Does your front-desk staff draw patients in - or turn them off?

July 21, 2006

These employees can make or break a practice. So why do doctors hire too few people and underpay them?

Judging by the number of tasks you ask your front-desk staff to perform-greet and register patients, answer phones, schedule appointments, check coverage, collect fees-they could easily be your most important nonclinical employees.

And yet, in too many practices, front-desk personnel are treated as afterthoughts. Too often lacking the proper training and supervision, earning too little, and working amid barely contained chaos, they end up performing poorly and alienating patients.

But a smoothly running front desk isn't just good for patient relations-it's also hardwired to a practice's bottom line. "I tell my doctor clients, 'Your front-desk people have your wallet upside down in their hands, and they can let money fall out quite easily,' " says Keith Borglum, a practice management and marketing consultant in Santa Rosa, CA.

Do you have too few people doing undoable jobs?

Let's start with staffing. If you're a solo practitioner running a moderately busy practice, you can probably get by with just one person to handle the full range of front-desk tasks, including phones and checkout. "This person can probably process 30 patients a day before the wheels start to fall off," says Judy Bee, a practice management consultant in La Jolla, CA.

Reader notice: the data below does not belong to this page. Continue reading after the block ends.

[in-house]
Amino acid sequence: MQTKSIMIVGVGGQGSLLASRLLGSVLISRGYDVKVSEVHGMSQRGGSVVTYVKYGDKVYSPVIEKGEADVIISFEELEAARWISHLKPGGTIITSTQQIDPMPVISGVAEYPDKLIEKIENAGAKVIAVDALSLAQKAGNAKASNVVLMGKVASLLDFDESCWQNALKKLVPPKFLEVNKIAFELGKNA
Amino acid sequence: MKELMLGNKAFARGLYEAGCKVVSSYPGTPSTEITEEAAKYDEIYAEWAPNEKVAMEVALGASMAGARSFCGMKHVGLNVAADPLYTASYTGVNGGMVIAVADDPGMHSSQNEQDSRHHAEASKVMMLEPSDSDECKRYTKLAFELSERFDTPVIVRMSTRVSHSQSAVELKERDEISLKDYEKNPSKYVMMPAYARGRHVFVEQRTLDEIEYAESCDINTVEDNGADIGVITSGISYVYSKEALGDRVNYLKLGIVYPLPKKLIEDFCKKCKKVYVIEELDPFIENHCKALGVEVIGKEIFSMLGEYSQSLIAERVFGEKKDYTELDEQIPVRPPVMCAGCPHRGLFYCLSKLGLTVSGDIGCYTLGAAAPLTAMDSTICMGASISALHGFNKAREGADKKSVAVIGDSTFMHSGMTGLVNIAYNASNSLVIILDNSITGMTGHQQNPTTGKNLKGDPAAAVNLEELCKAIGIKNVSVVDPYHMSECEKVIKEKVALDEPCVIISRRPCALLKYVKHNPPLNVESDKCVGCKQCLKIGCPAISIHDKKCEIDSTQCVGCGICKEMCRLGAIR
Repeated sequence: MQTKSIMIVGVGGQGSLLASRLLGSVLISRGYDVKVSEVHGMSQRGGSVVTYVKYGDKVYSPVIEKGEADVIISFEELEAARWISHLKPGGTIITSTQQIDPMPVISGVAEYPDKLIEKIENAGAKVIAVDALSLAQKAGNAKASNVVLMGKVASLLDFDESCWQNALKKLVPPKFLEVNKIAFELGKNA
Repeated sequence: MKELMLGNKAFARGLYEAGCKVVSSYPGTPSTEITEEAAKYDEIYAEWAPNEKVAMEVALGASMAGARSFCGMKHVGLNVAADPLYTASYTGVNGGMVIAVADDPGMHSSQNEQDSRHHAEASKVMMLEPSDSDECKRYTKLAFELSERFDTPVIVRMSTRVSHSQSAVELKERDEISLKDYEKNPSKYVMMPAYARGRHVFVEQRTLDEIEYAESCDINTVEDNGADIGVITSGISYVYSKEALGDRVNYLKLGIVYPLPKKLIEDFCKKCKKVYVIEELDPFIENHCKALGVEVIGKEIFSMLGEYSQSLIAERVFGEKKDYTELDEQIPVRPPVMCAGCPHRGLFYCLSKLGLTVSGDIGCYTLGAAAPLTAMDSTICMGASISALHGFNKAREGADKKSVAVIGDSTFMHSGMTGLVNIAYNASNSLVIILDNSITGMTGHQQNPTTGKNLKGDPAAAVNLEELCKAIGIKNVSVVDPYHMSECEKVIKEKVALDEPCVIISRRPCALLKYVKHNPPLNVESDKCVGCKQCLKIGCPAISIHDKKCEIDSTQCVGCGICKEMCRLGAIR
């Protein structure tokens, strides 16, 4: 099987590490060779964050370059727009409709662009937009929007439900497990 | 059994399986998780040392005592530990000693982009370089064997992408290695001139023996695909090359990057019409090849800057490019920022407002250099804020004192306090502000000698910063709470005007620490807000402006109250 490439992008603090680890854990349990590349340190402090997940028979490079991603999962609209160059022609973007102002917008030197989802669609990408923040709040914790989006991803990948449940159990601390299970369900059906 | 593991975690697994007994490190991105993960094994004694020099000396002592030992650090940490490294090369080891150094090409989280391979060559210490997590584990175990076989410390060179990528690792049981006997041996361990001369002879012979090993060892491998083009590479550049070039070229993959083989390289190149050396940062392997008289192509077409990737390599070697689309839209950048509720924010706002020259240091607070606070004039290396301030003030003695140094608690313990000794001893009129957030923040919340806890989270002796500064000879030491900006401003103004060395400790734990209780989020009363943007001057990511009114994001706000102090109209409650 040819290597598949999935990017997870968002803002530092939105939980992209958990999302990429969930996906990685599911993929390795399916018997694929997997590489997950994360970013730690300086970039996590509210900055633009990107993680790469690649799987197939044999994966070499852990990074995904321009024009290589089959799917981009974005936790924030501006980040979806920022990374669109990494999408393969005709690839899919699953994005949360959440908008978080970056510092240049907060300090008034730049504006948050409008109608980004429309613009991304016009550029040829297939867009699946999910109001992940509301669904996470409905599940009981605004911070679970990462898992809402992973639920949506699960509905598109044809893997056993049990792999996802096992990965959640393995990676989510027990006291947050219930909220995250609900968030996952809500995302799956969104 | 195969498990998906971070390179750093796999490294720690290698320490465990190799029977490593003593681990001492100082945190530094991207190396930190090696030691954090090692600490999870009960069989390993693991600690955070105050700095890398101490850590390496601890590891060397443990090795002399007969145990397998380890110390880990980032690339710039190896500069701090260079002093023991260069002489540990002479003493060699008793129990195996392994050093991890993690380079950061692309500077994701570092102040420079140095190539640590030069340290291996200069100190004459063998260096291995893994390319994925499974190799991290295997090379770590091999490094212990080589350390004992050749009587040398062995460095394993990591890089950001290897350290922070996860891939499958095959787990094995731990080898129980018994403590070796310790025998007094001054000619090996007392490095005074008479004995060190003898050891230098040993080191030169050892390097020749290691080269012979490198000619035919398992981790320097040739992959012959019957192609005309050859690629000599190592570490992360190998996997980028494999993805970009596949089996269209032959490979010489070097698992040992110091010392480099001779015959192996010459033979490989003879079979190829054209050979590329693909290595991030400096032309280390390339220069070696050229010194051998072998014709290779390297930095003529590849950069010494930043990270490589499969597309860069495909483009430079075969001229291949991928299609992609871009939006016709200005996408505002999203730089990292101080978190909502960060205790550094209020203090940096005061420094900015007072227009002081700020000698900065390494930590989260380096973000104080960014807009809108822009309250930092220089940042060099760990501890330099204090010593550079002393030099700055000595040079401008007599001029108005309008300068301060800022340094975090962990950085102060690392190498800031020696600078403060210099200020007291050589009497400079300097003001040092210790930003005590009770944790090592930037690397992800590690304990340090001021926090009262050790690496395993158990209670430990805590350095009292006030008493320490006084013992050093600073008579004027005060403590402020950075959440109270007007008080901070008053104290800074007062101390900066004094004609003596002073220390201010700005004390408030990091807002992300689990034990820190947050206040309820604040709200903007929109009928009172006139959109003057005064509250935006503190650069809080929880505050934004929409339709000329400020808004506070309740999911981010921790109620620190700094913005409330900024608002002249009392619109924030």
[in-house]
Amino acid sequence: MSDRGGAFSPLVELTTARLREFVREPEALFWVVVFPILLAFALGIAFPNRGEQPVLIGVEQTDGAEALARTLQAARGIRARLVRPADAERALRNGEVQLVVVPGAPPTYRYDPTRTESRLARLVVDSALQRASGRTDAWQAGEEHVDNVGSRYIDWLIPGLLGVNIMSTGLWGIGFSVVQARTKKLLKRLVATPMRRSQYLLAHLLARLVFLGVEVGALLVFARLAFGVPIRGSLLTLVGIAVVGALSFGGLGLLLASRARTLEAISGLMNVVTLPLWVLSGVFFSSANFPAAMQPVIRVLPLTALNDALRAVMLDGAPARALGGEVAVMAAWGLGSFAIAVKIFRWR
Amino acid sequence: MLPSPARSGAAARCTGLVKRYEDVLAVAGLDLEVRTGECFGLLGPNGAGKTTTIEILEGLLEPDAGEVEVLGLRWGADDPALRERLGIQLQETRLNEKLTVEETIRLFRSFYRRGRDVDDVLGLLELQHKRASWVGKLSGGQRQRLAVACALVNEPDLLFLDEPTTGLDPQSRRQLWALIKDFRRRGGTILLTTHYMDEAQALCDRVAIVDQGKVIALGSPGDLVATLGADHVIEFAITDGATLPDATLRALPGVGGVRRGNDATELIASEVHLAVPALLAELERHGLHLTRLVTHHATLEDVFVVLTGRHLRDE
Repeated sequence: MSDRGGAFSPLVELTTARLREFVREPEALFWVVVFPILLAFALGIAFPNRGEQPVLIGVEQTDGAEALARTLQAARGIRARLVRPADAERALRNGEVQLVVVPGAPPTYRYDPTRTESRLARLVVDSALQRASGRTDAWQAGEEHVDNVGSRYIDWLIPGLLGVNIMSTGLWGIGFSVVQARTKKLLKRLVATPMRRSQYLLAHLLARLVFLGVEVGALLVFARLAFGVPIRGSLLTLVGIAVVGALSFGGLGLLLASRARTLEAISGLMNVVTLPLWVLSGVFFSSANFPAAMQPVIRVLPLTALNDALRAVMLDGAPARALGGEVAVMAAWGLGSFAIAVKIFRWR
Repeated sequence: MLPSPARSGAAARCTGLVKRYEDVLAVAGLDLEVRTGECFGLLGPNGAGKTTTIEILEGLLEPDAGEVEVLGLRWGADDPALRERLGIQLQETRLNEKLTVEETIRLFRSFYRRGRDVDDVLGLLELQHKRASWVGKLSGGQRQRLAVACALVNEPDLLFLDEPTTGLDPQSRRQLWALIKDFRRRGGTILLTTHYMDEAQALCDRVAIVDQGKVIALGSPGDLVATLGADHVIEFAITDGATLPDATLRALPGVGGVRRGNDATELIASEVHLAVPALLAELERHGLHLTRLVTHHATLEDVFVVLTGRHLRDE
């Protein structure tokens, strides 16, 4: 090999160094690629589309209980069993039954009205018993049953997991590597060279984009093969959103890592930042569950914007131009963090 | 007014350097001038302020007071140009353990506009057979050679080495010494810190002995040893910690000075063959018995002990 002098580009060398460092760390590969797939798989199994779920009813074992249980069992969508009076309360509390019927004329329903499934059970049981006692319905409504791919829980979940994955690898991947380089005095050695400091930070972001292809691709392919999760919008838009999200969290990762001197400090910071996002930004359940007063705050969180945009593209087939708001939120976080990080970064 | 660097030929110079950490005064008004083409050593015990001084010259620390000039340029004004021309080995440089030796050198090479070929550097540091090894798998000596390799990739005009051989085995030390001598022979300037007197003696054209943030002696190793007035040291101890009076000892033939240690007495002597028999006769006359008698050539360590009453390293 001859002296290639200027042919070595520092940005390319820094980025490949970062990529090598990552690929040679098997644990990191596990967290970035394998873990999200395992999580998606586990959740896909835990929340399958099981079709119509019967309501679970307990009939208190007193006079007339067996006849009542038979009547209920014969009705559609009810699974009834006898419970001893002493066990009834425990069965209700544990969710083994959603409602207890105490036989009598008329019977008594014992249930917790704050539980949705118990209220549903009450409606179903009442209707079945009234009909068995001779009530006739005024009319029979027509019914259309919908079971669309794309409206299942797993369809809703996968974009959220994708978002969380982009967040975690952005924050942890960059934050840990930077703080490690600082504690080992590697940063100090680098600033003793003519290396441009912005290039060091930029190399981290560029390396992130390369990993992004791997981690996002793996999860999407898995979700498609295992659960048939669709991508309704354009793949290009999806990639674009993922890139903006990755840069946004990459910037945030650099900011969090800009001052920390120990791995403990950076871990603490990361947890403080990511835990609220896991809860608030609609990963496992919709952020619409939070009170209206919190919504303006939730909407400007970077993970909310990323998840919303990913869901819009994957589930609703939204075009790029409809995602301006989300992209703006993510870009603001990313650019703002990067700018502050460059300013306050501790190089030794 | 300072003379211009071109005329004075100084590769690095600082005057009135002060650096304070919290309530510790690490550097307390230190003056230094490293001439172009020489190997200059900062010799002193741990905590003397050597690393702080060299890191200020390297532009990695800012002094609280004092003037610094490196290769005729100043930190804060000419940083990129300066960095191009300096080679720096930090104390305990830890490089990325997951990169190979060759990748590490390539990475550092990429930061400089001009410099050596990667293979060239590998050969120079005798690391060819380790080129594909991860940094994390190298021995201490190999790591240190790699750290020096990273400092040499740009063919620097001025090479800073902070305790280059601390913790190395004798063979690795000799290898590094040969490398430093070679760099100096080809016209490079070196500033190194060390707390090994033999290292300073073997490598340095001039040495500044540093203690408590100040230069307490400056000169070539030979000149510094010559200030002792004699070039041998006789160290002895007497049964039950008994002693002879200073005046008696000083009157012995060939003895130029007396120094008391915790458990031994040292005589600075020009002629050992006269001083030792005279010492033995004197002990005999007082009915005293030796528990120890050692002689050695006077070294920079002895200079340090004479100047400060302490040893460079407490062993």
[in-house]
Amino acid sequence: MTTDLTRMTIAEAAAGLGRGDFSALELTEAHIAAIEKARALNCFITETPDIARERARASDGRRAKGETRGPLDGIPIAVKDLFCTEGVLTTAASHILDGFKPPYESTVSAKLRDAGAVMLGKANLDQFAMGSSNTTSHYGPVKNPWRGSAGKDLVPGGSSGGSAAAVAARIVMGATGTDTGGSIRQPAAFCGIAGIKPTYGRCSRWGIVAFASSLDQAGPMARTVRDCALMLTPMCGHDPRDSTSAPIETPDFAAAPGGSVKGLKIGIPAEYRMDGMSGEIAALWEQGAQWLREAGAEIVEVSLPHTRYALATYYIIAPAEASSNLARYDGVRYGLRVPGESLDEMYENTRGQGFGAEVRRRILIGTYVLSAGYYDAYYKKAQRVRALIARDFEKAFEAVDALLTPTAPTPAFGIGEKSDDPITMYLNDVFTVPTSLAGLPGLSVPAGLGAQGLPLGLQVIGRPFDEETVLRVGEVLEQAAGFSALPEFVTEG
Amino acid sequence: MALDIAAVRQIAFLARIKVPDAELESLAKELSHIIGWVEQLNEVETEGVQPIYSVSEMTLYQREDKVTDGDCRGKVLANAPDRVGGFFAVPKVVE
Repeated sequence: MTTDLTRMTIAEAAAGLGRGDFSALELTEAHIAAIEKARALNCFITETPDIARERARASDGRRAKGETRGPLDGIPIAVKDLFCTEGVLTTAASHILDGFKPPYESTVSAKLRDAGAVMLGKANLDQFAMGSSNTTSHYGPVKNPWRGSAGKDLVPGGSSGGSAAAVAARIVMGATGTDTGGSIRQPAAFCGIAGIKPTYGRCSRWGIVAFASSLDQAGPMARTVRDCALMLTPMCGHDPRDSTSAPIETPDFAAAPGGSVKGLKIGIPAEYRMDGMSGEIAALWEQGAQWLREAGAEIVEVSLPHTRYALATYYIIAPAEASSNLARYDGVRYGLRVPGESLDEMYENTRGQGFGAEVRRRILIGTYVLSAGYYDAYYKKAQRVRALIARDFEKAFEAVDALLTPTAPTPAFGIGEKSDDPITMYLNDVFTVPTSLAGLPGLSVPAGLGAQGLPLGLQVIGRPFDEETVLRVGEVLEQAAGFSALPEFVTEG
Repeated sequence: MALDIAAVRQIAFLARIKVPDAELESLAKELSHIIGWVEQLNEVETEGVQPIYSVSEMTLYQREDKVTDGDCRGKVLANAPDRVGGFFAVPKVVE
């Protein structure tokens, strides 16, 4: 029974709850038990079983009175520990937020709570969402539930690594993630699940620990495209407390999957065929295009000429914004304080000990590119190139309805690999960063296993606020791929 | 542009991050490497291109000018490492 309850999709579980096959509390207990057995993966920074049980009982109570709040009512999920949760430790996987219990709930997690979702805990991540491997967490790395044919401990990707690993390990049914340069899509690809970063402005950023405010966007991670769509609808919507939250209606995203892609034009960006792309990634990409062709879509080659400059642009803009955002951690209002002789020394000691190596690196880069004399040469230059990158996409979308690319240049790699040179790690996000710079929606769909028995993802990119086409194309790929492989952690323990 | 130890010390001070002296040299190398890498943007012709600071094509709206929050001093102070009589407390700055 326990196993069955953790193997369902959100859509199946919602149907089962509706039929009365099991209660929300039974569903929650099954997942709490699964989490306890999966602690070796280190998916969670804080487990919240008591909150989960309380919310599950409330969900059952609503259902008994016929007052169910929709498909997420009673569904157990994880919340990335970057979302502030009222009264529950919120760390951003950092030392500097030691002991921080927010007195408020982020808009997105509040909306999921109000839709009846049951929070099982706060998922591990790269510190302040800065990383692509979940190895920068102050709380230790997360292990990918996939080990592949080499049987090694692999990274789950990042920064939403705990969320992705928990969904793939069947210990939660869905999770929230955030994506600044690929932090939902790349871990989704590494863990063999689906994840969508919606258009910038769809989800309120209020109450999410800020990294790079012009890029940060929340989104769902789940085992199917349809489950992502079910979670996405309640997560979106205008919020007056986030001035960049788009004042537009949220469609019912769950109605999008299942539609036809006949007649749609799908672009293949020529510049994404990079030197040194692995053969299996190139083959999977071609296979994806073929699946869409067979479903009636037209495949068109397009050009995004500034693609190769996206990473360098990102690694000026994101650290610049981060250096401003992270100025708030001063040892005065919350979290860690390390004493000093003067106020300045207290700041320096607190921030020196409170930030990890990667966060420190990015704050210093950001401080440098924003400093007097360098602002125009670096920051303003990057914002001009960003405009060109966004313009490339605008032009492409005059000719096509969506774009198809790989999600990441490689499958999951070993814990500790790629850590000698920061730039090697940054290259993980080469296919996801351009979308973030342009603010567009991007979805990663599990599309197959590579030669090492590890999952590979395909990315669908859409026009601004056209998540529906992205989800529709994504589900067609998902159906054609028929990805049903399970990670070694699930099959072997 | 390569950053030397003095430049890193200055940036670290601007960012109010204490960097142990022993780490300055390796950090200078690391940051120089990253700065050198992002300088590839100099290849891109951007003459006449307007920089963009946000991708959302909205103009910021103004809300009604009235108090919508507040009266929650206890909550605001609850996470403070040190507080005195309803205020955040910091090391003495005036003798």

If volume in your practice increases-because, say, you've hired a nurse practitioner who also sees patients-you'll need to add another front-desk staffer, someone you can use in one of two ways: to answer phones exclusively or to take over either the greeting or checkout functions. If the latter, require that she share telephone duties with her colleague: Person A answering one line, Person B the other.

If yours is a larger practice, how you organize front-desk operations is critical. "If you have a badly organized work environment, you simply can't tell whether you have good workers or not," says Bee. "They might be perfectly fine if they weren't running around like their hair is on fire."

Too often, Bee says, the people working at the front-desk are expected to do too many tasks, making them disorganized and frantic. In a busy four-doctor practice, for instance, where volume may easily exceed 130 patients a day, a well-organized front desk should comprise:

Ideally, each of these employees should be cross-trained to take over someone else's responsibilities in a pinch.

Not every successful practice follows this model, however. At Beavercreek Family Medicine in Dayton, OH, for example, there's a designated receptionist for each of the practice's four physicians-someone who handles all front-desk tasks for him, from scheduling to checkout and everything in between.